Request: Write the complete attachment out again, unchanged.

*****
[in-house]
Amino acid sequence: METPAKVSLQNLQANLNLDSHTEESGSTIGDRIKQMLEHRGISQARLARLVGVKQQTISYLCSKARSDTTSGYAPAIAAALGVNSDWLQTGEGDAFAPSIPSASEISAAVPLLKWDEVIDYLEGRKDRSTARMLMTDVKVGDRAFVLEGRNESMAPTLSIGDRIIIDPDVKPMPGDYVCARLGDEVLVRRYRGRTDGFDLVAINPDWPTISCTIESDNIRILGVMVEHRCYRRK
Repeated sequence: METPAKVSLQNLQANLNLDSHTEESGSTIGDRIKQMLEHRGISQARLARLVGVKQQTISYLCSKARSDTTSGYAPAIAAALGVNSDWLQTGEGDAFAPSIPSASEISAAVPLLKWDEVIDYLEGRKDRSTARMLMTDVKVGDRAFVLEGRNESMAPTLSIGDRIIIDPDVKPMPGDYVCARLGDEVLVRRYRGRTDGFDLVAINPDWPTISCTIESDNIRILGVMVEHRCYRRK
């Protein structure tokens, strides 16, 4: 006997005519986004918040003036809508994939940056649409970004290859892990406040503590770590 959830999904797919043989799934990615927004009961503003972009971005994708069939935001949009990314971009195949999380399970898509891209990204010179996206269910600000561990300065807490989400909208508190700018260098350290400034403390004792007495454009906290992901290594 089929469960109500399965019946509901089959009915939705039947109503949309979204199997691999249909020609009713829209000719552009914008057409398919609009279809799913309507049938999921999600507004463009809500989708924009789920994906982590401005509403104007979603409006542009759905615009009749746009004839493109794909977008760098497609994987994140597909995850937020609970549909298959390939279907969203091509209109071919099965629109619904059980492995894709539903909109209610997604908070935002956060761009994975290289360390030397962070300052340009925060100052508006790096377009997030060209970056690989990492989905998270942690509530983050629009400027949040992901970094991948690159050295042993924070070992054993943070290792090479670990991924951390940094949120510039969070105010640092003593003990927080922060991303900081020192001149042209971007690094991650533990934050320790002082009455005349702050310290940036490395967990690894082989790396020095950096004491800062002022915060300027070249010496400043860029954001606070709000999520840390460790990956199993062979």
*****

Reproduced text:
[in-house]
Amino acid sequence: METPAKVSLQNLQANLNLDSHTEESGSTIGDRIKQMLEHRGISQARLARLVGVKQQTISYLCSKARSDTTSGYAPAIAAALGVNSDWLQTGEGDAFAPSIPSASEISAAVPLLKWDEVIDYLEGRKDRSTARMLMTDVKVGDRAFVLEGRNESMAPTLSIGDRIIIDPDVKPMPGDYVCARLGDEVLVRRYRGRTDGFDLVAINPDWPTISCTIESDNIRILGVMVEHRCYRRK
Repeated sequence: METPAKVSLQNLQANLNLDSHTEESGSTIGDRIKQMLEHRGISQARLARLVGVKQQTISYLCSKARSDTTSGYAPAIAAALGVNSDWLQTGEGDAFAPSIPSASEISAAVPLLKWDEVIDYLEGRKDRSTARMLMTDVKVGDRAFVLEGRNESMAPTLSIGDRIIIDPDVKPMPGDYVCARLGDEVLVRRYRGRTDGFDLVAINPDWPTISCTIESDNIRILGVMVEHRCYRRK
């Protein structure tokens, strides 16, 4: 006997005519986004918040003036809508994939940056649409970004290859892990406040503590770590 959830999904797919043989799934990615927004009961503003972009971005994708069939935001949009990314971009195949999380399970898509891209990204010179996206269910600000561990300065807490989400909208508190700018260098350290400034403390004792007495454009906290992901290594 089929469960109500399965019946509901089959009915939705039947109503949309979204199997691999249909020609009713829209000719552009914008057409398919609009279809799913309507049938999921999600507004463009809500989708924009789920994906982590401005509403104007979603409006542009759905615009009749746009004839493109794909977008760098497609994987994140597909995850937020609970549909298959390939279907969203091509209109071919099965629109619904059980492995894709539903909109209610997604908070935002956060761009994975290289360390030397962070300052340009925060100052508006790096377009997030060209970056690989990492989905998270942690509530983050629009400027949040992901970094991948690159050295042993924070070992054993943070290792090479670990991924951390940094949120510039969070105010640092003593003990927080922060991303900081020192001149042209971007690094991650533990934050320790002082009455005349702050310290940036490395967990690894082989790396020095950096004491800062002022915060300027070249010496400043860029954001606070709000999520840390460790990956199993062979």